You have a curious compulsion.

Trayvon didn't have a gun with him, so it wasn't within his power to "open fire." I can't help but point out that he didn't have a blender either, and he didn't make margaritas.

Only Zimmerman knows how that fight started. And only 8 men alive "know" what it is like to walk on the moon. From that, the rest of us conclude that we are incapable of knowing anything about the surface of the moon?

Help us out. I'm trying to understand why you think these are worth mentioning.

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Re: The Dunn Mistrial, Self Defense Law, and Reasonableness

Postby snoqueen » Mon Feb 24, 2014 12:01 pm

I think the idea is that it's quite possible Trayvon had a reasonable (to him) sense of being in danger so anything he did after that (including trying to throw a punch) was acceptable under SYG. He could have felt being followed put him in danger. Many of us would feel endangered if a man was following us.

Of course it's too late now and yes, it's all conjecture. I agree with the person who thought he got his representation in court -- the prosecution -- in a pretty inferior manner. I also agree there is no point in rehashing this.

It's interesting from a legalistic point of view how a person's being covered under SYG can be seen as kicking in at a certain point and how the determination of those points in time can be endlessly debated and can apply to both sides in an incident.

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Re: The Dunn Mistrial, Self Defense Law, and Reasonableness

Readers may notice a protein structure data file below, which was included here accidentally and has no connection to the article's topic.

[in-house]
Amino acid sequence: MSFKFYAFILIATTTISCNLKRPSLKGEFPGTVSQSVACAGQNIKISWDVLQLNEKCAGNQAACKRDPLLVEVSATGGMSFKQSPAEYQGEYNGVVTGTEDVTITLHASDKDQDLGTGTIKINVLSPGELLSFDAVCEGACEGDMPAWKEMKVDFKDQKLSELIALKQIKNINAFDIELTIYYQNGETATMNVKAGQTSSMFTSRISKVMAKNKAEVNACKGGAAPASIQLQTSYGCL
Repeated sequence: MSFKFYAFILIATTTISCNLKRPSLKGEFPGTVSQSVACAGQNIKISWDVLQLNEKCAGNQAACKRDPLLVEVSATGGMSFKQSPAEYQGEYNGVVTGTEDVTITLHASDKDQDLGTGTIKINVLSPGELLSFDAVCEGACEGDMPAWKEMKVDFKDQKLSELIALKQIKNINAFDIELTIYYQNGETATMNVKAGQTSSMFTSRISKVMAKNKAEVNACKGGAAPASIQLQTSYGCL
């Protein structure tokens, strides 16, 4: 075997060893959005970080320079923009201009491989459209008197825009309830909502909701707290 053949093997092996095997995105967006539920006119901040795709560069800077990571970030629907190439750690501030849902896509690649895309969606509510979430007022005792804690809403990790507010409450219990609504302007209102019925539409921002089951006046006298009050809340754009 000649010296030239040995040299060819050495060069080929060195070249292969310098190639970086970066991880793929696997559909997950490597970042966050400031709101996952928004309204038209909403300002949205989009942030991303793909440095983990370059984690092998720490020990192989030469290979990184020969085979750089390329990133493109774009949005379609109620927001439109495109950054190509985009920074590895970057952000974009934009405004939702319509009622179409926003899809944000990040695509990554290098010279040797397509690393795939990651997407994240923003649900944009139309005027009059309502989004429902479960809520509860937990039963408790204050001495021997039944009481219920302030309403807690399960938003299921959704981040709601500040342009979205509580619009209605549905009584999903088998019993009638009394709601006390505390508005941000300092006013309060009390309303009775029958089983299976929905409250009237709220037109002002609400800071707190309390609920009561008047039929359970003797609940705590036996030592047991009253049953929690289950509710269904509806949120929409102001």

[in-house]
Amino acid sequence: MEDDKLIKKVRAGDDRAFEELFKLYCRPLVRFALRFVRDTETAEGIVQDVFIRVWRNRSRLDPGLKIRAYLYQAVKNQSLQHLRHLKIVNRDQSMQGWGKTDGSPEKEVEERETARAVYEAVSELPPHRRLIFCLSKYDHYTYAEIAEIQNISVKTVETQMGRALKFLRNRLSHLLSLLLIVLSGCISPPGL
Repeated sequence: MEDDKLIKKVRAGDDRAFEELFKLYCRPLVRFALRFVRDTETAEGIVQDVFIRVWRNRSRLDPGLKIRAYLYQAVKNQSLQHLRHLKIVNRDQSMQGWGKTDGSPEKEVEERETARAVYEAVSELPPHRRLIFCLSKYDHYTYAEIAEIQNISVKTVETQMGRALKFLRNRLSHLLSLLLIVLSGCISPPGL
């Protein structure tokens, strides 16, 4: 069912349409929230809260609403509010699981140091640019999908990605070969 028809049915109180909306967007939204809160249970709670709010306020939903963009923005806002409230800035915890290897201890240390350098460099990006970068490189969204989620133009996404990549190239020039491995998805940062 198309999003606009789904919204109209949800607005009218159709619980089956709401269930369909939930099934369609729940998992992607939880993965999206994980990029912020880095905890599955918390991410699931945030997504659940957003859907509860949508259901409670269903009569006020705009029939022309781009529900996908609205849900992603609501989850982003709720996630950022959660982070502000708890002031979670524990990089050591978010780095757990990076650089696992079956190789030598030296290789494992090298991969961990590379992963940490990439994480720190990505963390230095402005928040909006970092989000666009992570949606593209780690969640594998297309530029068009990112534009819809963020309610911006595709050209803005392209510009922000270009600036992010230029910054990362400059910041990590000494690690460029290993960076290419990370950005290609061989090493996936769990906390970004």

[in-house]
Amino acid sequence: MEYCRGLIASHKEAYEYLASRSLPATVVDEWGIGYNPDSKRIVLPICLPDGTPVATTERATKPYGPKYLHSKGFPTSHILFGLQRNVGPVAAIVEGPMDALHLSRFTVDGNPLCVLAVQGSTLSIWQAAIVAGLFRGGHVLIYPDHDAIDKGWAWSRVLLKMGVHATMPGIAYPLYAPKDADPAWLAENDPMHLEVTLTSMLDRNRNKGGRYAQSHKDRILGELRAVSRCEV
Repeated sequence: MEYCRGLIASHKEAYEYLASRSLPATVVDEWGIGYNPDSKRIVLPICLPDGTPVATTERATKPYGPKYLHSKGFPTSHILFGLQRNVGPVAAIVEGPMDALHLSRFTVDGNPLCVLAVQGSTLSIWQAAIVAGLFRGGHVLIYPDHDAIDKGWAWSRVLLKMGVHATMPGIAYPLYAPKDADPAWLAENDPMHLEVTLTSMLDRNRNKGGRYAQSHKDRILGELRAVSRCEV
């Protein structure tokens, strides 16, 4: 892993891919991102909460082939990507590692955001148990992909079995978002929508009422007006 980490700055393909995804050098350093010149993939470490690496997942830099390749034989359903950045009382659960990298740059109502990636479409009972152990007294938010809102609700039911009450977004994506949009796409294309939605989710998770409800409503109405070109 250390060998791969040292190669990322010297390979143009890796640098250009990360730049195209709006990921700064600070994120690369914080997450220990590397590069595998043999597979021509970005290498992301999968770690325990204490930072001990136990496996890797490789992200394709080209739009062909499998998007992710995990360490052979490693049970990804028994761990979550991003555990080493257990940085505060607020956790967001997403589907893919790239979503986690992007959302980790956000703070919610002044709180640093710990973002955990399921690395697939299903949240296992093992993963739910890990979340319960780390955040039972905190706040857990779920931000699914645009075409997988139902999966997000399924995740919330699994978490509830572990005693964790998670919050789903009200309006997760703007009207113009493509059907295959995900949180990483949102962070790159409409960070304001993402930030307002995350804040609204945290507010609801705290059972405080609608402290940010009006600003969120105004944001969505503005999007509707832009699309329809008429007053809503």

Postby Dangerousman » Mon Feb 24, 2014 2:48 pm

snoqueen wrote:I think the idea is that it's quite possible Trayvon had a reasonable (to him) sense of being in danger so anything he did after that (including trying to throw a punch) was acceptable under SYG. He could have felt being followed put him in danger. Many of us would feel endangered if a man was following us.


But you should understand that "reasonable to him" is not the view of "reasonable" that the law takes. The jury doesn't consider whether you felt your belief and actions were reasonable, they consider whether, THEY would have believed the same things and done the same things under those circumstances.

And in the context of self-defense, two things will be examined: under the same circumstances, would they have also viewed the threat the same way, and was the response to that threat a reasonable response? So if you believe that it is reasonable to physically go after someone who had been merely following you (but who was apparently now in the act of returning to their car) then you're a far more violent person than I am.

I'm not saying you should have no concern about a person following you. You should take note of that person, and avoid them if possible. If you saw a group of seedy looking guys sizing you up as you came down the street, yes you would be concerned. But is it reasonable to attack them?

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Re: The Dunn Mistrial, Self Defense Law, and Reasonableness